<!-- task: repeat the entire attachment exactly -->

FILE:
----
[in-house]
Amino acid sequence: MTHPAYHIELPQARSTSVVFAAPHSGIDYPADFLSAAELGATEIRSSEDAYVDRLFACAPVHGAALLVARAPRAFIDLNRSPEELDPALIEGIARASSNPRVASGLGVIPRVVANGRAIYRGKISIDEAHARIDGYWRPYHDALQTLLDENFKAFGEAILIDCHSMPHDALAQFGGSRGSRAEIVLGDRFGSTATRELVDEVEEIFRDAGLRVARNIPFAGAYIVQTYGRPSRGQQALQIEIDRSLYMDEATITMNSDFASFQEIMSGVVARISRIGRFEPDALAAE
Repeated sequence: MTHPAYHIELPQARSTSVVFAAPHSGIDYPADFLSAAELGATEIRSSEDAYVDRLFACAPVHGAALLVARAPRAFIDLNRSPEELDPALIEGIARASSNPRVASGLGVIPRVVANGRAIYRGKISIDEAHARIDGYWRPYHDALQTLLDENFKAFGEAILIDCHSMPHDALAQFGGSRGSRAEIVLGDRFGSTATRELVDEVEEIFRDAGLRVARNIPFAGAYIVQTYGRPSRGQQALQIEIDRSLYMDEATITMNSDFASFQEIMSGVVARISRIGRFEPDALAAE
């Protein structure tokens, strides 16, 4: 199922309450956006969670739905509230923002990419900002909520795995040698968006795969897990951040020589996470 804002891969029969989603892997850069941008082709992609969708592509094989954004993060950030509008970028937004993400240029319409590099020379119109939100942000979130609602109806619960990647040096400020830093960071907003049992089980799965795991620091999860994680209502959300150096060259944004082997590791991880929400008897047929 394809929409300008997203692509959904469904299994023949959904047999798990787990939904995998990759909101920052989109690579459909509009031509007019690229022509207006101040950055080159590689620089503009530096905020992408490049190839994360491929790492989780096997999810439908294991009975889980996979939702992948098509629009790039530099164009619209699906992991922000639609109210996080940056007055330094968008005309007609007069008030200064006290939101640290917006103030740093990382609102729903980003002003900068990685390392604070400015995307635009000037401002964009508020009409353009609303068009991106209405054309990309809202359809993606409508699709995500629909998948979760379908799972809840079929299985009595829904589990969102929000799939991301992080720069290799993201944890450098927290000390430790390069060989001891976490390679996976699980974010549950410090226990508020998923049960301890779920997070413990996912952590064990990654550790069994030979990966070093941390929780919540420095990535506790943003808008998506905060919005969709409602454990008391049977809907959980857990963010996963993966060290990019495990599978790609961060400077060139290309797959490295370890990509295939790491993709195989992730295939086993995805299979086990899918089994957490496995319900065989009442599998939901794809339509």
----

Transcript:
[in-house]
Amino acid sequence: MTHPAYHIELPQARSTSVVFAAPHSGIDYPADFLSAAELGATEIRSSEDAYVDRLFACAPVHGAALLVARAPRAFIDLNRSPEELDPALIEGIARASSNPRVASGLGVIPRVVANGRAIYRGKISIDEAHARIDGYWRPYHDALQTLLDENFKAFGEAILIDCHSMPHDALAQFGGSRGSRAEIVLGDRFGSTATRELVDEVEEIFRDAGLRVARNIPFAGAYIVQTYGRPSRGQQALQIEIDRSLYMDEATITMNSDFASFQEIMSGVVARISRIGRFEPDALAAE
Repeated sequence: MTHPAYHIELPQARSTSVVFAAPHSGIDYPADFLSAAELGATEIRSSEDAYVDRLFACAPVHGAALLVARAPRAFIDLNRSPEELDPALIEGIARASSNPRVASGLGVIPRVVANGRAIYRGKISIDEAHARIDGYWRPYHDALQTLLDENFKAFGEAILIDCHSMPHDALAQFGGSRGSRAEIVLGDRFGSTATRELVDEVEEIFRDAGLRVARNIPFAGAYIVQTYGRPSRGQQALQIEIDRSLYMDEATITMNSDFASFQEIMSGVVARISRIGRFEPDALAAE
């Protein structure tokens, strides 16, 4: 199922309450956006969670739905509230923002990419900002909520795995040698968006795969897990951040020589996470 804002891969029969989603892997850069941008082709992609969708592509094989954004993060950030509008970028937004993400240029319409590099020379119109939100942000979130609602109806619960990647040096400020830093960071907003049992089980799965795991620091999860994680209502959300150096060259944004082997590791991880929400008897047929 394809929409300008997203692509959904469904299994023949959904047999798990787990939904995998990759909101920052989109690579459909509009031509007019690229022509207006101040950055080159590689620089503009530096905020992408490049190839994360491929790492989780096997999810439908294991009975889980996979939702992948098509629009790039530099164009619209699906992991922000639609109210996080940056007055330094968008005309007609007069008030200064006290939101640290917006103030740093990382609102729903980003002003900068990685390392604070400015995307635009000037401002964009508020009409353009609303068009991106209405054309990309809202359809993606409508699709995500629909998948979760379908799972809840079929299985009595829904589990969102929000799939991301992080720069290799993201944890450098927290000390430790390069060989001891976490390679996976699980974010549950410090226990508020998923049960301890779920997070413990996912952590064990990654550790069994030979990966070093941390929780919540420095990535506790943003808008998506905060919005969709409602454990008391049977809907959980857990963010996963993966060290990019495990599978790609961060400077060139290309797959490295370890990509295939790491993709195989992730295939086993995805299979086990899918089994957490496995319900065989009442599998939901794809339509």